Big blue goes down. The Miller Park crane accident

Big blue goes down. The Miller Park crane accident The catastrophic collapse of Big Blue on the Milwaukee Brewers baseball stadium retractable roof project could be the most awesome lift accident of all time. The crane, a Lampson TransiLift III with a 340 ft main boom and a 200 ft jib, was setting a 100 × 180 × 16 ft open truss panel roof section weighing close to 500 tons at a lift height of 230 ft. With 11 diesel engines, 6 miles of wire rope and 1150 ton counter weight, the 2100 ton crane was a massive machine, indeed. The accident occurred during 26 mph average winds with gusts in the mid 30’s. Three ironworker fatalities and hundreds-of-million dollar damages resulted from this mishap. The ensuing litigation pitted co-defendants Mitsubishi Heavy Industries, the crane lessee/operator versus Lampson, the crane designer/builder, on totally disparate theories for cause and origin of the failure. The paper describes the comprehensive engineering analyses undertaken to disprove the Mitsubishi theories of failure as confirmed by jury verdict. Among the topics discussed are: wind tunnel testing, structural analyses of the boom, metallurgy of failed parts from a critical king-pin assembly, and soils engineering work related to ground loads and displacements during the lift. Crucial role of the SAE J1093, 2% design side load criterion and Lampson’s justification for an 85% crawler crane stability criterion are presented. http://www.deepdyve.com/assets/images/DeepDyve-Logo-lg.png Engineering Failure Analysis Elsevier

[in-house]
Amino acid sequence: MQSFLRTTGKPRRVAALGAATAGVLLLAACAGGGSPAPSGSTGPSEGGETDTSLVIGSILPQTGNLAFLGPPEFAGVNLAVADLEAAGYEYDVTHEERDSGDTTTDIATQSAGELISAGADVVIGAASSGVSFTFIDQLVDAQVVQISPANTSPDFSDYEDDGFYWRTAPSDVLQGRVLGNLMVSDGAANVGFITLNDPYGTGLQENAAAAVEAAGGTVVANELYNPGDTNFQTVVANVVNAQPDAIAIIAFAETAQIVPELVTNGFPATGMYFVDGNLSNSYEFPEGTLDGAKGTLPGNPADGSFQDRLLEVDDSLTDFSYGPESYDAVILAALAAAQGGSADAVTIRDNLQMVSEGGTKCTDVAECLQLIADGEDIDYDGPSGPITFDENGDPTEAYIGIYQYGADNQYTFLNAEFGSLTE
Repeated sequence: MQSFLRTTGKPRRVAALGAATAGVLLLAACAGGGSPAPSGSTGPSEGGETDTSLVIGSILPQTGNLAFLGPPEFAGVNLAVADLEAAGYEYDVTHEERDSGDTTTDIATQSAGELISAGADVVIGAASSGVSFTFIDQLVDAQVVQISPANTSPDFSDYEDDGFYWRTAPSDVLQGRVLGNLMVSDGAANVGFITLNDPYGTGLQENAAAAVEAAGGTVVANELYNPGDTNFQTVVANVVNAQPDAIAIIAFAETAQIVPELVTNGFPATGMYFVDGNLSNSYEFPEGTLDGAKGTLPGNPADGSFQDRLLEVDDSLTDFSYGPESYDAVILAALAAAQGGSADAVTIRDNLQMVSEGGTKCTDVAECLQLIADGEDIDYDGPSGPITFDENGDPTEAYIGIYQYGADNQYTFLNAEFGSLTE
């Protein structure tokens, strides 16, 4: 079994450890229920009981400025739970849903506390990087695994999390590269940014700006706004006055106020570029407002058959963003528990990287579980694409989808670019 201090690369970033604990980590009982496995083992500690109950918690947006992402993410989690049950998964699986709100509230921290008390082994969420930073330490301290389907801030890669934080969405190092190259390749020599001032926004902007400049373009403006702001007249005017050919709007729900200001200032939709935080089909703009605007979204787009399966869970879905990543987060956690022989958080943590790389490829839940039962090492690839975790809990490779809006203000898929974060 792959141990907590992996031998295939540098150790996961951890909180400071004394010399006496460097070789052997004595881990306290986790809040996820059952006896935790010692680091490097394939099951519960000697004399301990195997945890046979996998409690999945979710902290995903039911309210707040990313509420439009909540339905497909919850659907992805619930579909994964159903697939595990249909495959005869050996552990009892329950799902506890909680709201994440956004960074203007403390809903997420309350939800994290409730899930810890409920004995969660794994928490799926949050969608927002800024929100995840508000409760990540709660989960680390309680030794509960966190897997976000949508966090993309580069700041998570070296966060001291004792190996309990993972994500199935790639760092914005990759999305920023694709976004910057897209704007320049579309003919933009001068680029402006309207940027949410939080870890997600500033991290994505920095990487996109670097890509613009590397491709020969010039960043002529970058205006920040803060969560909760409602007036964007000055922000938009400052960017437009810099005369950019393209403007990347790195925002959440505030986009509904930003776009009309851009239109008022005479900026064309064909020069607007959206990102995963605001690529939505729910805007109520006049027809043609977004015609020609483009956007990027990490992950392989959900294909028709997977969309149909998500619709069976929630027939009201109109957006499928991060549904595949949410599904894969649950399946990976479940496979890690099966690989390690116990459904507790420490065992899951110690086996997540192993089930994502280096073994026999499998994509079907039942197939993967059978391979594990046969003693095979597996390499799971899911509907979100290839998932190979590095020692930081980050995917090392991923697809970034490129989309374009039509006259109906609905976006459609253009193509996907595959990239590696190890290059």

Big blue goes down. The Miller Park crane accident

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Publisher
Elsevier
Copyright
Copyright © 2006 Elsevier Ltd
ISSN
1350-6307
eISSN
1873-1961
D.O.I.
10.1016/j.engfailanal.2006.12.002
Publisher site
See Article on Publisher Site

Abstract

The catastrophic collapse of Big Blue on the Milwaukee Brewers baseball stadium retractable roof project could be the most awesome lift accident of all time. The crane, a Lampson TransiLift III with a 340 ft main boom and a 200 ft jib, was setting a 100 × 180 × 16 ft open truss panel roof section weighing close to 500 tons at a lift height of 230 ft. With 11 diesel engines, 6 miles of wire rope and 1150 ton counter weight, the 2100 ton crane was a massive machine, indeed. The accident occurred during 26 mph average winds with gusts in the mid 30’s. Three ironworker fatalities and hundreds-of-million dollar damages resulted from this mishap. The ensuing litigation pitted co-defendants Mitsubishi Heavy Industries, the crane lessee/operator versus Lampson, the crane designer/builder, on totally disparate theories for cause and origin of the failure. The paper describes the comprehensive engineering analyses undertaken to disprove the Mitsubishi theories of failure as confirmed by jury verdict. Among the topics discussed are: wind tunnel testing, structural analyses of the boom, metallurgy of failed parts from a critical king-pin assembly, and soils engineering work related to ground loads and displacements during the lift. Crucial role of the SAE J1093, 2% design side load criterion and Lampson’s justification for an 85% crawler crane stability criterion are presented.

Journal

Engineering Failure AnalysisElsevier

Published: Sep 1, 2007

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